Two women in a room. One is bleeding to death. The other just sits back and watches. For both, there is everything to lose. Surgeons are meant to save lives, but Nancy is a special kind of surgeon. Doctors are meant to be good at reporting the truth, but Nancy's is an untellable story. A mistake made in the operating theatre changes all of this.
Summoned to explain herself to a tribunal appointed by the General Medical Council, Nancy is forced to consider what it means to be a doctor who has killed as well as cured. And to realise that her own redemption can only come through telling a tale that nobody wants to hear.
Gabriel Weston, author of the acclaimed Direct Red: A Surgeon's Story, winner of the 2010 PEN/Ackerley Prize, has written an extraordinarily moving and powerful novel about a female doctor who performs abortions.
Gabriel Weston was born in 1970. She qualified as a doctor in 2000 and became a member of the Royal College of Surgeons in 2003. Her first book,
©2013 Gabriel Weston (P)2013 Audible Ltd
“Her wisdom, empathy, morality and self-awareness are very revealing... Her writing is as incisive, precise and clean as keyhole surgery” (The Times)
“Anyone remotely interested in medicine should read this book...bringing us a front-line report from an often alien territory” (Daily Telegraph)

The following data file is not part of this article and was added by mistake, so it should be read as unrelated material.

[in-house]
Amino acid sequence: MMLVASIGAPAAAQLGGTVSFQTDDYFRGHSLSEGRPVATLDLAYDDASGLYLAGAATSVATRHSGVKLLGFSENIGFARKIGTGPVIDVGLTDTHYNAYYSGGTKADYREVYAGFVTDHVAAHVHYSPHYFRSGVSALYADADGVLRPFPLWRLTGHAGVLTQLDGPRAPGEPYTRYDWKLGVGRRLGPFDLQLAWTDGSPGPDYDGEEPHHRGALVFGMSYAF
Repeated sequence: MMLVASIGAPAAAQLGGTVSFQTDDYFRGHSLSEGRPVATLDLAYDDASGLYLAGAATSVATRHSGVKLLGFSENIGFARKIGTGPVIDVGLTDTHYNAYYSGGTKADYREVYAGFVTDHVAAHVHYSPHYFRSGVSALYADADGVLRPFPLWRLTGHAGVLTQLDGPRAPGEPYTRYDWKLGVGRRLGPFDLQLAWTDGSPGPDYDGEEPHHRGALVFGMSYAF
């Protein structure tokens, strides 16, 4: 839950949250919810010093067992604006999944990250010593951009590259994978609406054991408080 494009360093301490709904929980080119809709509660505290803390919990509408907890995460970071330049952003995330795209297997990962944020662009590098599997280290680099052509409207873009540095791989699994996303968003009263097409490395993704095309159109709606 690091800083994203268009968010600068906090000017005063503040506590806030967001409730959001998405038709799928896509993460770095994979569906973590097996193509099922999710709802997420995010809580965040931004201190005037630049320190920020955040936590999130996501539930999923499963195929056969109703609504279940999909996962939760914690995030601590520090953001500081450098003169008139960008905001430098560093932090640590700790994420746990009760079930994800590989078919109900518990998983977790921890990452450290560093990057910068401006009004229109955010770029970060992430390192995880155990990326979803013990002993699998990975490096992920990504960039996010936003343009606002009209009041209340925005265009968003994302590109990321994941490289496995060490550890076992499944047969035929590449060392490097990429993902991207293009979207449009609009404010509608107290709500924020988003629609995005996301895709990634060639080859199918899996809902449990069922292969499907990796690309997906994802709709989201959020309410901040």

“A beautiful, haunting and upsetting book. Weston's prose is cool and elegant” (Sunday Telegraph)
“Gabriel Weston's voice is so seductive; her wisdom so fresh and earned, and unimpaired by sentimentality, and yet you sense her empathy - and scintillating honesty - behind every well-turned sentence. She leaves you feeling that if push came to shove you'd want to be operated on by her” (Nicholas Shakespeare, Daily Telegraph)
“Her description of the struggle to remain individual and hence moral is her real achievement. This, to me, is what female writing has to do, and she does it with style and humour and beauty.” (Rachel Cusk)
“As well-written and sensitive an account, by a decent, cultivated and highly intelligent person, of the glories and miseries of the practice as are likely ever to read.” (Literary Review)
Unsatisfactory character development, unsatisfactory length (only four chapters), unsatisfactory narrator (her voice for the sister sounded like a cartoon character), unsatisfactory topic development (the impact that the performance of abortions has on the physicians who offer the service), and a very unsatisfactory ending. I thought that I had either downloaded the book improperly or missed part two. I don't mind listening to uncomfortable topics when offered new insights or different perspectives, but this book offered neither. I rarely feel this way, but I regret the time that I spent on this book. It was not an enjoyable or an enlightening listen.
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